Inherently gold mining profits should leverage gold's gains. And in a stable-cost environment margins should soar as the price of gold rises. It is the realization and anticipation of stellar profits that attracts investors to gold stocks. As a general rule of thumb I like to see at least 2x leverage, which is why the leverage seen in the last gold upleg was so disappointing.
But I believe strong positive leverage will return. And we are already seeing this in recent months. From their late October bottoms to their recent highs gold and the HUI were up 24% and 100% respectively. This 4.2-to-1 leverage is the type of leverage that got investors excited early on in this gold bull. And going forward this positive leverage will bring more investors back into the game.
So in a rising gold environment, with anticipated positive leverage, there is ample reason to own gold stocks. Gold stocks have been one of the best-performing stock sectors since the turn of the century, and they are likely to continue to be as the secular gold bull marches on.
Next comes the arduous task of picking the gold stocks that have the highest probabilities for success. Now I've detailed what to look for when researching mining stocks in past essays, and ultimately with some simple analysis investors should be able to narrow down the field. Knowing how a gold miner ranks in a handful of high-level fundamental categories can reveal its position when scrubbed up against its industry peers.
Does a miner produce its gold at a low cost from a long-life project(s)? Does it have good management? Are its financials under control? Does it have a growth strategy? Provocatively these simple questions bring unfavorable answers for a large number of gold miners. And like separating the wheat from the chaff, this winnowing exercise is an important step in separating the strong gold stocks from the weak ones.
Once filtered the resulting pool is the best-of-the-best. And in this pool there can be a wide spectrum of stocks that range from the world's biggest senior gold producers to micro-cap junior producers making their small but important impact on the gold mining industry.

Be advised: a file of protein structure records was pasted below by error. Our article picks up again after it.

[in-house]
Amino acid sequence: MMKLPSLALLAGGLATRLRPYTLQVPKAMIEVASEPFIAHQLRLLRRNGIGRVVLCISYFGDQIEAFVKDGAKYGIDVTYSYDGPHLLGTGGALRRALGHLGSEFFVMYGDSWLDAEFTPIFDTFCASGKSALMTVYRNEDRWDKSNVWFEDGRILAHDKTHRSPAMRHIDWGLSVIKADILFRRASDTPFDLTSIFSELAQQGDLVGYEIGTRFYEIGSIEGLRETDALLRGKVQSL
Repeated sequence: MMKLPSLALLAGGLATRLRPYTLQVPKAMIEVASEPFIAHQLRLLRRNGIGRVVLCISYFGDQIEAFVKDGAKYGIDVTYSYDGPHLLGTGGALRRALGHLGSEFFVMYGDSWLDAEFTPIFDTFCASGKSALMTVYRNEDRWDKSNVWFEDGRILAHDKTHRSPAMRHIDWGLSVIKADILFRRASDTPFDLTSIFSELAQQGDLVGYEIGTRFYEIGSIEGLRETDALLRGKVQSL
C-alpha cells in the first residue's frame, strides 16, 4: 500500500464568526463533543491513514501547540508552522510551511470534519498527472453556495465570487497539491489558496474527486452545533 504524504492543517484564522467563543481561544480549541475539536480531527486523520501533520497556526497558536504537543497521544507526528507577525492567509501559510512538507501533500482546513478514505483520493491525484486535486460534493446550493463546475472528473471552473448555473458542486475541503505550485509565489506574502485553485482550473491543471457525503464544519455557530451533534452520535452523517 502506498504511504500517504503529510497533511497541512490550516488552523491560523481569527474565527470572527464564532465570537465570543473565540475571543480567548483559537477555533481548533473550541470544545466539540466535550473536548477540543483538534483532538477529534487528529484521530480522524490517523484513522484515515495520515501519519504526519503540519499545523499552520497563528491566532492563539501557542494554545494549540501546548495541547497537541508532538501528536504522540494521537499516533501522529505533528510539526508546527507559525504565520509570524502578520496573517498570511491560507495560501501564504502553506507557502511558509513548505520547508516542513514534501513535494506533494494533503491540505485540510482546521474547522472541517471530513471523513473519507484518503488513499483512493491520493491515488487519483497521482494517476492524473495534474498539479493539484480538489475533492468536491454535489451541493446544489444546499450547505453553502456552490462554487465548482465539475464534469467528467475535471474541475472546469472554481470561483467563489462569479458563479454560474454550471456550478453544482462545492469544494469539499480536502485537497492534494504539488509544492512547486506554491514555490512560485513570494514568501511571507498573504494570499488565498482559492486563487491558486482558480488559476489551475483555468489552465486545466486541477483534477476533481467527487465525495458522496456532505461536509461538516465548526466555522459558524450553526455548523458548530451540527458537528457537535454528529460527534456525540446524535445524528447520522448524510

In compiling the stocks that populate our latest report we followed this same line of research and then some. But the Great Stock Panic of 2008 has accentuated one specific category. As mentioned, in just a few short months this credit crisis has drastically altered even the gold stock landscape. And financials are now in the limelight more than ever before.
Even though gold has proven to be the strongest commodity in this time of across-the-board selling of every asset, even the gold miners are adversely affected. Not only are their stocks indiscriminately, and unjustifiably, sold off with everything else, these wild credit markets are accentuating the need for strong financials.
Up until recently gold miners had no problem procuring the capital to maintain strong financials. The sharp appreciation of their stock prices allowed robust equity financings with minimal dilutive impact. And credit was readily available as it was easy to find buyers of corporate debt, many miners had large untapped lines of credit, and banks were happy to initiate project loans on future mining operations.
But things sure have taken an about face in recent months. Equity financings are now much more difficult. Not only is it harder to find investors who haven't been burned and are willing to subscribe to shares, the depressed stock prices translate to more shares sold in order to fund a capex that hasn't changed. This has a much more dilutive effect.
And as you well know the credit markets are now all but frozen with banks unwilling to lend new money or approve new lines of credit. Another issue along these same lines is banks are now much less willing to refinance debt in the fashion in which they had in the past. Many gold miners may get into trouble in this area.